Depression is a common mental health disorder. Certainly, occasional sadness or low mood is a normal part of life for children, teens, and adults alike. However, children with a depressive disorder, the feelings of sadness, hopelessness, and loss of interest created by depression persist and can get worse over time. Often children and teens with depression find it hard to get out of bed in the morning, sleep for extended periods of time, reduce or stop socializing with peers, and have minimal engagement in activities that used to give them joy. This can negatively impact their academic performance as well as their relational health. There are multiple types of depressive disorders, including major depressive disorders, disruptive mood dysregulation disorders, and dysthymia among others. Outside of pervasive pessimism, hopelessness, and low self-esteem, depression can look like defiance, outbursts of anger or crying, somatic symptoms (e.g., tension headaches, stomachaches), difficulty focusing, irritability, and sensitivity. Loss of interest in pleasurable activities and changes in appetite and energy levels can also occur.

Diagnosis of depression requires a qualified mental health professional to gather information about the child, their behavior, and environment. No single test can diagnose a child as having anxiety, and other problems, like learning disorders, ADHD, and childhood bipolar disorder, can have similar symptoms. Changes in life events, loss of a loved one, or adjusting to other difficult situations may also look similar. Evaluations include a combination of in-office testing procedures; questionnaires completed by parents, teachers, and children; and clinical observations. Diagnostic evaluations not only help the parents and teachers of a child with depression better characterize that child’s difficulties, but they also can help the child more clearly and accurately understand their own personal strengths. Recognizing symptoms of depression and seeking help early will lead to better outcomes for both affected children and their families.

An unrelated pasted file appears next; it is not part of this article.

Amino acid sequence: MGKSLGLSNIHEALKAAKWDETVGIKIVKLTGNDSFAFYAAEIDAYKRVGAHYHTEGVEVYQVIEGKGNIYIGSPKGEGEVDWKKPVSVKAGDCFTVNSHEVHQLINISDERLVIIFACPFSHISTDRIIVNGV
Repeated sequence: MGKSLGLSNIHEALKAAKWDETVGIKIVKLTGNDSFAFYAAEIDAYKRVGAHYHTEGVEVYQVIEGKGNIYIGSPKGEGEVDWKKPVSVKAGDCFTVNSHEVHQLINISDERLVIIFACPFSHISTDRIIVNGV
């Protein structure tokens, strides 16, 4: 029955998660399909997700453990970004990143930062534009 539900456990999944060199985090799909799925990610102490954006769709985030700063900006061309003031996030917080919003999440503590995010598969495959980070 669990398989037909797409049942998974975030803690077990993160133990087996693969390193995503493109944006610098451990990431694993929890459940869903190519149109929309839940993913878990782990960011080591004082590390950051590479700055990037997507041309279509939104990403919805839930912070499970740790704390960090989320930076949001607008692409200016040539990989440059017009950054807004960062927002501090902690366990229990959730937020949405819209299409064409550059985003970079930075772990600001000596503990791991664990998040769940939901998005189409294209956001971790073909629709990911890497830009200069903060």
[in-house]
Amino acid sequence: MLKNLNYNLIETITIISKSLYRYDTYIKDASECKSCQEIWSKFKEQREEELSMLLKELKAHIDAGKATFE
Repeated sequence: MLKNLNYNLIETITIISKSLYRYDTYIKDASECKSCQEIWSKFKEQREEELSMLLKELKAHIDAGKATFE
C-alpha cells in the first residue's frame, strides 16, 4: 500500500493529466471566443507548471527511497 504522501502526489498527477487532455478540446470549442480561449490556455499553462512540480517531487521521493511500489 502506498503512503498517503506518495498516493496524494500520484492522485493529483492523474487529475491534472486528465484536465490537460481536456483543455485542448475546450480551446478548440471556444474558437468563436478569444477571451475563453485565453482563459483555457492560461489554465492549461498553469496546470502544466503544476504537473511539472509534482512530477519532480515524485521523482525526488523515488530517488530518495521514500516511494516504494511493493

The type, duration, and frequency of supports will vary depending on each child and their needs. Evidence-based supports include school-based evaluations for Individualized Education Plans (IEPs) or 504 Plans that provide the child or adolescent with modifications or accommodations can be beneficial. Often depressed children and teens benefit from having a safe adult to speak with at school, time with a mental health provider to teach coping and mindfulness skills, and a menu of coping skill options to use during the school day (e.g., deep breathing, fidgets).

Regarding academics, providing extended time, reducing workload, and offering a separate space for testing can help children and teens. Sometimes, children will need time with a special education provider to close any academic knowledge or skill gaps. In cases of high school refusal or severe depression, alternate options for schooling may be appropriate (e.g., online school, private or charter schools with small class sizes). Outside therapy with a trained mental health provider is recommended. Cognitive Behavioral Therapy, Acceptance and Commitment Therapy, and family therapy are beneficial treatment modalities, although play therapy and expressive therapies, such as art therapy, are also appropriate. Discovering a child’s interests can be helpful as engaging them in activities and hobbies can help alleviate symptoms of depression.

Explore the types of therapy provided at WCP. Research suggests that coupling interventions such as those outlined above with medication optimize outcomes for children with depression when appropriate. Although including medication is always the caregiver’s decision, in many cases medication can give the brain the “boost” it needs to better learn and apply the skills gleaned in other interventions. Speaking with a child psychiatrist, pediatrician, or other trained healthcare provider is essential for deciding the best type and dose of medication.

Other posts about depression can be found on the WCP blog.

Children and teens with depression are at an increased risk for suicide, self-harm, and substance abuse. If you are worried about your child or adolescent’s safety, call the Suicide and Crisis Hotline by dialing 988. For immediate assistance in an emergency, dial 911 or go to the emergency room.

Teen girl studying at a desk
Scroll to top